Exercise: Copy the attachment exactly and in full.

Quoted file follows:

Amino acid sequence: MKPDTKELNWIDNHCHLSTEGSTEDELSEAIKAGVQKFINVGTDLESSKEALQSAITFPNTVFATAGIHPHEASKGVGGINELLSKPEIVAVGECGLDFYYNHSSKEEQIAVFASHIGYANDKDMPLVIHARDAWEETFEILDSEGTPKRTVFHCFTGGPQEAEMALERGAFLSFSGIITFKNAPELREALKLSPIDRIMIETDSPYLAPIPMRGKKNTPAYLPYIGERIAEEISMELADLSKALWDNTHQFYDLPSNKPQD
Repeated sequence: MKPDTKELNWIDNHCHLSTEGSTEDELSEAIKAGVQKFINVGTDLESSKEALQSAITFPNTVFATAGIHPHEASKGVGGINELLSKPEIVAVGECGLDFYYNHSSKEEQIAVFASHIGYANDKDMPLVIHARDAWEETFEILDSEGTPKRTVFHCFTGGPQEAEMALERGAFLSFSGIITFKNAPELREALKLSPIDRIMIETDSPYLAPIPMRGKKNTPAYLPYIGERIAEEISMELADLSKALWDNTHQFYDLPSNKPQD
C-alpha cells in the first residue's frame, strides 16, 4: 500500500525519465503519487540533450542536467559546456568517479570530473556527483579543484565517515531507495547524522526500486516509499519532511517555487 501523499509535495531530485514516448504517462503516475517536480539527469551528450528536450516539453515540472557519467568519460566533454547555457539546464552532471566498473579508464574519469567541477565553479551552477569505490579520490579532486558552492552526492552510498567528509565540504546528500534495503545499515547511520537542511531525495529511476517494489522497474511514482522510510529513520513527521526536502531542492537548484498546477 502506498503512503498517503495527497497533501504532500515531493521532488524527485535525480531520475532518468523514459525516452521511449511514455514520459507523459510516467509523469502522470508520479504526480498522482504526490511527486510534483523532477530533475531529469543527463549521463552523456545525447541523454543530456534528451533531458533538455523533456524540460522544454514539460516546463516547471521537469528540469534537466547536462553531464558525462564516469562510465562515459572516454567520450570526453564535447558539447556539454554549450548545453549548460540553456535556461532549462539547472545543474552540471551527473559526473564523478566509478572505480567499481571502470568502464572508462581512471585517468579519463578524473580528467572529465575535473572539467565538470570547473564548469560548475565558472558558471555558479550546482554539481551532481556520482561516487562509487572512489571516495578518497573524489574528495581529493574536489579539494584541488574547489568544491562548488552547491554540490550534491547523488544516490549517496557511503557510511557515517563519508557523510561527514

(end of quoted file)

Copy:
Amino acid sequence: MKPDTKELNWIDNHCHLSTEGSTEDELSEAIKAGVQKFINVGTDLESSKEALQSAITFPNTVFATAGIHPHEASKGVGGINELLSKPEIVAVGECGLDFYYNHSSKEEQIAVFASHIGYANDKDMPLVIHARDAWEETFEILDSEGTPKRTVFHCFTGGPQEAEMALERGAFLSFSGIITFKNAPELREALKLSPIDRIMIETDSPYLAPIPMRGKKNTPAYLPYIGERIAEEISMELADLSKALWDNTHQFYDLPSNKPQD
Repeated sequence: MKPDTKELNWIDNHCHLSTEGSTEDELSEAIKAGVQKFINVGTDLESSKEALQSAITFPNTVFATAGIHPHEASKGVGGINELLSKPEIVAVGECGLDFYYNHSSKEEQIAVFASHIGYANDKDMPLVIHARDAWEETFEILDSEGTPKRTVFHCFTGGPQEAEMALERGAFLSFSGIITFKNAPELREALKLSPIDRIMIETDSPYLAPIPMRGKKNTPAYLPYIGERIAEEISMELADLSKALWDNTHQFYDLPSNKPQD
C-alpha cells in the first residue's frame, strides 16, 4: 500500500525519465503519487540533450542536467559546456568517479570530473556527483579543484565517515531507495547524522526500486516509499519532511517555487 501523499509535495531530485514516448504517462503516475517536480539527469551528450528536450516539453515540472557519467568519460566533454547555457539546464552532471566498473579508464574519469567541477565553479551552477569505490579520490579532486558552492552526492552510498567528509565540504546528500534495503545499515547511520537542511531525495529511476517494489522497474511514482522510510529513520513527521526536502531542492537548484498546477 502506498503512503498517503495527497497533501504532500515531493521532488524527485535525480531520475532518468523514459525516452521511449511514455514520459507523459510516467509523469502522470508520479504526480498522482504526490511527486510534483523532477530533475531529469543527463549521463552523456545525447541523454543530456534528451533531458533538455523533456524540460522544454514539460516546463516547471521537469528540469534537466547536462553531464558525462564516469562510465562515459572516454567520450570526453564535447558539447556539454554549450548545453549548460540553456535556461532549462539547472545543474552540471551527473559526473564523478566509478572505480567499481571502470568502464572508462581512471585517468579519463578524473580528467572529465575535473572539467565538470570547473564548469560548475565558472558558471555558479550546482554539481551532481556520482561516487562509487572512489571516495578518497573524489574528495581529493574536489579539494584541488574547489568544491562548488552547491554540490550534491547523488544516490549517496557511503557510511557515517563519508557523510561527514